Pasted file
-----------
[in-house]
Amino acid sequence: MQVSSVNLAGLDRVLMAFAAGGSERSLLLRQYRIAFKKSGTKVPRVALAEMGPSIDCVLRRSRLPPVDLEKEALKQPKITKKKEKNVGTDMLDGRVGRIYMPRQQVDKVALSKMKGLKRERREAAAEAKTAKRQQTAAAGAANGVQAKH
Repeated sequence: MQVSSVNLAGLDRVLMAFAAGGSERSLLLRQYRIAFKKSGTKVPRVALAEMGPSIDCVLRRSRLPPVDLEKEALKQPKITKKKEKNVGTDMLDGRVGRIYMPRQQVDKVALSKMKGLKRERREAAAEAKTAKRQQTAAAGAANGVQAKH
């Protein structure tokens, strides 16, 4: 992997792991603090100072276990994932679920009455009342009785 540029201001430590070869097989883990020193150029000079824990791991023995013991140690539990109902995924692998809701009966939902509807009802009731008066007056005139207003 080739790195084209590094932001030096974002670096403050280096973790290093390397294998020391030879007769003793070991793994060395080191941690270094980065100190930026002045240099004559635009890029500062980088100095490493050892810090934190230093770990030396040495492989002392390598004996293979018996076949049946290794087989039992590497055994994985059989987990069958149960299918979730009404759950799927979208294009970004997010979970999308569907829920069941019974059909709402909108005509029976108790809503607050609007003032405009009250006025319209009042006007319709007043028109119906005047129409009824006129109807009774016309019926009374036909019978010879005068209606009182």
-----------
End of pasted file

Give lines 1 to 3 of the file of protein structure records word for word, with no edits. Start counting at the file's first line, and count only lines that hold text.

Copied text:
[in-house]
Amino acid sequence: MQVSSVNLAGLDRVLMAFAAGGSERSLLLRQYRIAFKKSGTKVPRVALAEMGPSIDCVLRRSRLPPVDLEKEALKQPKITKKKEKNVGTDMLDGRVGRIYMPRQQVDKVALSKMKGLKRERREAAAEAKTAKRQQTAAAGAANGVQAKH
Repeated sequence: MQVSSVNLAGLDRVLMAFAAGGSERSLLLRQYRIAFKKSGTKVPRVALAEMGPSIDCVLRRSRLPPVDLEKEALKQPKITKKKEKNVGTDMLDGRVGRIYMPRQQVDKVALSKMKGLKRERREAAAEAKTAKRQQTAAAGAANGVQAKH